Mayor Herb Adams said the city wants to rebuild Candlewick Lane, but it will be costly and he does not want to mislead residents who live there into thinking improvements could be done soon.
“We’re looking at how to fix the road and we want to do it right,” Adams said, “but we don’t have answers yet.”
Speaking at the July 16 board meeting, the mayor cautioned aldermen not to mislead the residents who live on the road into thinking a fix for their troubled road was imminent.
“At this point, we don’t know anything, we’re just looking at it,” he said.
Candlewick Lane, which connects South Highway N with the Midwest Industrial Park, was never built to support the traffic it now carries, according to Alderman Ed Gass, who was the public works commissioner when the road was built.
“There is no base under the road and the soft plastic earth expands and contracts due to moisture causing continued deterioration,” Gass said.
Homeowners who live on the one-block residential section between Highway N and the industrial park have pleaded with the city to repair the road and to prevent vehicles from the industrial park from using it.
Now, it turns out, that traffic from the industrial court could be the key to attracting federal funds to build a new road. City Engineer Dan Rahn presented costs to completely rebuild the road at the request of the mayor.
To tear out the old road, construct a new road, gutters and sidewalks, the section between Highway N and the industrial park would cost $200,000. To rebuild the section from the residential block to Midwest Drive in the same manner would cost an additional $500,000, Rahn said.
“This is the way it should have been built in the first place,” Adams said.
Gass urged Rahn to contact East-West Gateway Council of Governments (EWGW), the metropolitan transportation planning agency, to determine how the road is classified.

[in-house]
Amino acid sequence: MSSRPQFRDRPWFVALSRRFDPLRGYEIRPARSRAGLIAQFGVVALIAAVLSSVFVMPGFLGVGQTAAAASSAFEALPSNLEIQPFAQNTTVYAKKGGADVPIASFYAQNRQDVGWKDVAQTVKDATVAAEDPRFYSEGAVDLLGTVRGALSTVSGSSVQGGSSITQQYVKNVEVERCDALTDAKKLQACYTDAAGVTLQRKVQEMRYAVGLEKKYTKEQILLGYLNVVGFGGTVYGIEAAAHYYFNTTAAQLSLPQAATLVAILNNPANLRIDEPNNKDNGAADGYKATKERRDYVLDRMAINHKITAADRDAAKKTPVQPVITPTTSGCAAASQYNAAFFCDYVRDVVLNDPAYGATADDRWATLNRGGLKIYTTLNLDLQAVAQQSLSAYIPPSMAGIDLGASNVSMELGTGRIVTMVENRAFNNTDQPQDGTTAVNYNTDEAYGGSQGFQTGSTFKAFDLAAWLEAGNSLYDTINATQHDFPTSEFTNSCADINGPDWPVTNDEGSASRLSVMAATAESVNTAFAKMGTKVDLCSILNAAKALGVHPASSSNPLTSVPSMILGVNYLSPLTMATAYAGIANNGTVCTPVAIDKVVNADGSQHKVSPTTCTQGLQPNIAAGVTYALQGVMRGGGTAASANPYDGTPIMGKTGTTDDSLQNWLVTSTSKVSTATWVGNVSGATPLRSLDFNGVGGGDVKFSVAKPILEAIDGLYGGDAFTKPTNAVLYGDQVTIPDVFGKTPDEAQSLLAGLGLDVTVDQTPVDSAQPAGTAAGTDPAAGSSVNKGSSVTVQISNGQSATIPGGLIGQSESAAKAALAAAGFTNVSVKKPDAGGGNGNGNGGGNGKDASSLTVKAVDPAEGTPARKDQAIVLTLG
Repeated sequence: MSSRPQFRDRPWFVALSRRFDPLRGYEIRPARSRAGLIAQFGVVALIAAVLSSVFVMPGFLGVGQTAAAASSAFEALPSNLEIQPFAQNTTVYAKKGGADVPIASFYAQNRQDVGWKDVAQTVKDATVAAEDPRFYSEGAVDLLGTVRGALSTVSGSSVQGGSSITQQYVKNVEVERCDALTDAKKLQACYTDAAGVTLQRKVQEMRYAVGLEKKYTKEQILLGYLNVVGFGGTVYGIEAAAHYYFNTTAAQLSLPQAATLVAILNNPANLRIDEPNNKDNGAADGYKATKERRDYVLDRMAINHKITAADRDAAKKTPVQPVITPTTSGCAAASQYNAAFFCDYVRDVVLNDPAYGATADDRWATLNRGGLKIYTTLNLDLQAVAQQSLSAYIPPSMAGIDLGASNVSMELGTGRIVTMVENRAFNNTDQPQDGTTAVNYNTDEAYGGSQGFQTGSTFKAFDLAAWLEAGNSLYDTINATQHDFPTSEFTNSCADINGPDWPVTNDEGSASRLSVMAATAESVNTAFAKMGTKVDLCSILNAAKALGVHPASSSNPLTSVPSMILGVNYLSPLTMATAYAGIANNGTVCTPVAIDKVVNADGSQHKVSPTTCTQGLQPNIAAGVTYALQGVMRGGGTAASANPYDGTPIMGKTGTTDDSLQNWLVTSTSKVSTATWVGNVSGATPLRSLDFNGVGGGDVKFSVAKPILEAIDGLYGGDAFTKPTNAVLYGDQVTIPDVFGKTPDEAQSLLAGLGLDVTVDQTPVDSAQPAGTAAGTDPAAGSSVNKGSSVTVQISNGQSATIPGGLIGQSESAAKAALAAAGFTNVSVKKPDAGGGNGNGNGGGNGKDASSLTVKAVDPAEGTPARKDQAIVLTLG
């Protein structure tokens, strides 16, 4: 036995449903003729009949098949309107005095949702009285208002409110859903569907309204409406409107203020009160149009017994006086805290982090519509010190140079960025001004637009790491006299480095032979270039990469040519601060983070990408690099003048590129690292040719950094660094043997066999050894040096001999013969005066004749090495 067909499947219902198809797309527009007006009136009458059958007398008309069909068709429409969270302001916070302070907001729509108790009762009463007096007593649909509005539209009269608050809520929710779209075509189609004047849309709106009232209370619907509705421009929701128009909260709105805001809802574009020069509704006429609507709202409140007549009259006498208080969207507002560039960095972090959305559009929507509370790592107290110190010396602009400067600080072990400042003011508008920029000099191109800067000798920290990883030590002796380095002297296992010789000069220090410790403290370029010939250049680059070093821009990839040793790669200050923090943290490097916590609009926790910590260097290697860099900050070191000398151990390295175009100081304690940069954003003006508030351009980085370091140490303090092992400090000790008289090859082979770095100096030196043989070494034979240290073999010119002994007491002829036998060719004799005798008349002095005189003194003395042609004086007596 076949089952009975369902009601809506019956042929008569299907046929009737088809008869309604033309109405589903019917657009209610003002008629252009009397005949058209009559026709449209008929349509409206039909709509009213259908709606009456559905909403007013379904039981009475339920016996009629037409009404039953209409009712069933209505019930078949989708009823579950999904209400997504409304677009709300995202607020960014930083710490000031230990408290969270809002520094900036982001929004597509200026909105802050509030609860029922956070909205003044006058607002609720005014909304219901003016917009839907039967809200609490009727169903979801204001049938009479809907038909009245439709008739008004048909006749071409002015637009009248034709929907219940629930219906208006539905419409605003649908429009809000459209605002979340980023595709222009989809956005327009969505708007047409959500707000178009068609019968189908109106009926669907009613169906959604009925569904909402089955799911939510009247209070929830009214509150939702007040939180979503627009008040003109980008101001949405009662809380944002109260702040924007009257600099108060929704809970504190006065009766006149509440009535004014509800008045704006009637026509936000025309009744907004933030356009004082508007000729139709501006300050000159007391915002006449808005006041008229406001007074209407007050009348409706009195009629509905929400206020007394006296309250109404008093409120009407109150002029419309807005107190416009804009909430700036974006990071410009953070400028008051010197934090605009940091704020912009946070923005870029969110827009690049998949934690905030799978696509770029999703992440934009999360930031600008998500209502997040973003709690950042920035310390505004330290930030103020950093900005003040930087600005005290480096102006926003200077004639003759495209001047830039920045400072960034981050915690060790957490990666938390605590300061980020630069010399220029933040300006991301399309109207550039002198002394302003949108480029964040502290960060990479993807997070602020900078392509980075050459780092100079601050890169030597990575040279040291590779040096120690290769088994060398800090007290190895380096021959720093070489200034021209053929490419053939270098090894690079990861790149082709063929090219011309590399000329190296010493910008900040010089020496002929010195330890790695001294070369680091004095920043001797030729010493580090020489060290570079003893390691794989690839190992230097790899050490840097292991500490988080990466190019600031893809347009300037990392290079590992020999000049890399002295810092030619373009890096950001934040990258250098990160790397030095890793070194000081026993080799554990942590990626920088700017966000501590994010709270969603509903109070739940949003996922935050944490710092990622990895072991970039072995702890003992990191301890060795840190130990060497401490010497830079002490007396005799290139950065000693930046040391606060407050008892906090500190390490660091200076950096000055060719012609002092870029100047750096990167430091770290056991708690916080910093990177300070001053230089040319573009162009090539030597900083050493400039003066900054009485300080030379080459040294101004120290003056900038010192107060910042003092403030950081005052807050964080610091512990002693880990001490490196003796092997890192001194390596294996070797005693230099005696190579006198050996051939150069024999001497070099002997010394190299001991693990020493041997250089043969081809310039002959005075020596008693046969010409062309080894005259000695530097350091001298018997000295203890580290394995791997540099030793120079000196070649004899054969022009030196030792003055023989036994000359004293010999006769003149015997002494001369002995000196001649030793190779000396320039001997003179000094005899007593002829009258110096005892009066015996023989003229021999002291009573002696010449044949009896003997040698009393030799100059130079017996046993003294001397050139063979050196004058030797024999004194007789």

“It should be classified as a collector,” Gass said. “If it is, it would qualify for federal funds.”
If it is a collector, the city could request federal funds to rebuild the street with an 80-20 cost split.
“If it is a collector we could do it for $50,000,” City Administrator Harold Selby said. “That would make it a lot easier to do.”
Johnny Smith, EWGW traffic specialist who reviews road classifications, said Candlewick is currently a local road and has not been classified a collector, but the city would have an opportunity to apply for reclassification in November.
Reclassification applications will be posted on the EWGW website for the month of October as well. A classification procedure manual also can be found there.
Smith said the road could qualify as a minor or major collector if it provides access to shopping centers, schools, major businesses, city offices or other major roads. The amount of traffic on the road also would be a factor.
If he receives an application from the city in November, the following month Smith and a representative of MoDOT would visit the street to review conditions.
“We’ll be looking at whether the road provides a lot of access to other roads and how much it is used,” Smith said. “We’ll evaluate why city officials think it is not a local road.”
Even if the determination is that the road is still a local road, there is an appeal process where local governments can ask EWGW for another review.
“We’re happy to make it more than a local street,” Smith said. “We’ll do whatever we can to help them.”
Gass has been stressing that the city needs to begin serious work on the road. He urged aldermen to agree to rebuilding the street by stripping out and rebuilding one section at a time. He said the sections that have already been rebuilt are not deteriorating.
Ward 2 Alderman Carol Johnson resisted the piecemeal repairs saying the residents deserve a street that is free of potholes and does not have water flowing on it constantly.
“The residents of Candlewick are not here while we’re having this discussion,” Adams said. “I wish they were here. I don’t want to mislead them into thinking that repairs to their street will happen soon.”
The mayor said he recalled when the road was constructed, Gass tried to talk aldermen into building it with a subbase but they resisted his suggestions in order to cut cost.
“Sometimes doing a job the cheapest way costs more in the long run and that’s what we’re faced with now,” Adams said.
Johnson said she was gratified by the discussion.
“This is the most constructive discussion we’ve ever had on the road since I’ve been an alderman,” Johnson said.